Sci had a great idea to dissect the articles in Women's Health and take a look at the information being offered to women on heath, wellness, relationships, and life. It meant taking a good, hard, in-depth look at the popular expert material offered to female wellness consumer. The results were a little alarming. Take a look around Scientopia today for more on beauty tips, doctor's visits, fidelity, and more.
Hey ladies, want to feel better? Or have a stronger heart? Maybe you'd like to prevent breast cancer? Or find a hot date, or just live longer? Well, what if I told you that I could show you the secret to achieving one of these goals? Really, pick one and I could give you a little assurance on how you'd just taken a preventative measure. How? Well, according to this slideshow from Women's Health, it all depends on where you live. They've identified the best cities for women interested in pursuing one of the objectives above. But before you pack your bags, let's take a look at the information they're really offering.
First Women's Health reports that San Jose, California has the second lowest depression rate in the nation. The reason? More women reported working out at least twice a week in comparison to other places surveyed. Exercise releases endorphins which increases positive moods--that's great, but does it really mean that if you live in San Jose you'll be more likely to exercise? It's possible. Over time, you may be more influenced by your peer group, and if they're into exercising, then you might take up that activity. But that's not a guarantee.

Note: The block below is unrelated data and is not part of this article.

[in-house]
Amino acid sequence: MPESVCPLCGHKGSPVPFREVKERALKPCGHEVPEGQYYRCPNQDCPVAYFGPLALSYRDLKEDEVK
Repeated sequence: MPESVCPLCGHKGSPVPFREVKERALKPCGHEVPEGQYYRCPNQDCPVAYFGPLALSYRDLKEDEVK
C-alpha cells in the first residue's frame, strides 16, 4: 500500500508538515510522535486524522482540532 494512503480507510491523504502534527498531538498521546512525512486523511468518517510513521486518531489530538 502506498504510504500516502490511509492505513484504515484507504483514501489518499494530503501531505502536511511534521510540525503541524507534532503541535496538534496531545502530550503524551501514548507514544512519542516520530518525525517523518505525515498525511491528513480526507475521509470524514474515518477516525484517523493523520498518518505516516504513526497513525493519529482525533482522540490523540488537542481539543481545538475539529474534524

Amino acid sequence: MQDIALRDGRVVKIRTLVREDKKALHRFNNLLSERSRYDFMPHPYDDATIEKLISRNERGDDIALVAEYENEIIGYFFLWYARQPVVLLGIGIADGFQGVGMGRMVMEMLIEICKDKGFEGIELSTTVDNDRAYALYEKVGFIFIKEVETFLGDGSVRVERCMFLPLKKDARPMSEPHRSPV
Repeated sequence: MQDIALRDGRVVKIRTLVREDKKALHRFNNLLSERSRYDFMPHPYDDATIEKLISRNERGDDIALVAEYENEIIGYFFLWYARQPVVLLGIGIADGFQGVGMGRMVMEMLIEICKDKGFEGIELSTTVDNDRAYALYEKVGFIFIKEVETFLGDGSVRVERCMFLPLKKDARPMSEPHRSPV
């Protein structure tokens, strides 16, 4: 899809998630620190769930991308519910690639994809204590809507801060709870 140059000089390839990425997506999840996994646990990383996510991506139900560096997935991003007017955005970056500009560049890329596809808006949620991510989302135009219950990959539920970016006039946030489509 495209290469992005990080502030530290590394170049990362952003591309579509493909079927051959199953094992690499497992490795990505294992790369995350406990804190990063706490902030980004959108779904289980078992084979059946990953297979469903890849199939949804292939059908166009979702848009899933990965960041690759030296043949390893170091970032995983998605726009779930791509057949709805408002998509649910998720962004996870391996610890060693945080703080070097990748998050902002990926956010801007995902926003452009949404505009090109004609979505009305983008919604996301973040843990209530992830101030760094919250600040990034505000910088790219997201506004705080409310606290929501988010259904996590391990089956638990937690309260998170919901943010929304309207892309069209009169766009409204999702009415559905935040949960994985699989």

The other benefit of living in San Jose, apparently, is the serotonin:
San Jose averages 300 sunny days a year, so residents soak up mood-boosting serotonin and vitamin D (five to 30 minutes in the sun twice a week is all you need).
Serotonin is a neurotransmitter. It helps regulate the cardiovascular and muscular systems, and parts of the endocrine system. And some research has suggested that low levels of serotonin may be linked to the onset of depression. While sunlight may help boost serotonin production, it does not account for the sole means of your serotonin supply. Your body naturally produces serotonin in levels that are related to diet, exercise and stress. Just so we're clear, "soaking" up the sunlight is not the only way to get serotonin--in fact, you've probably got the right supply already. Not that there's anything wrong with getting some fresh air and exercise and enjoying the sunlight (while wearing sunscreen), but living in San Jose will not necessarily restore your body's chemical balance.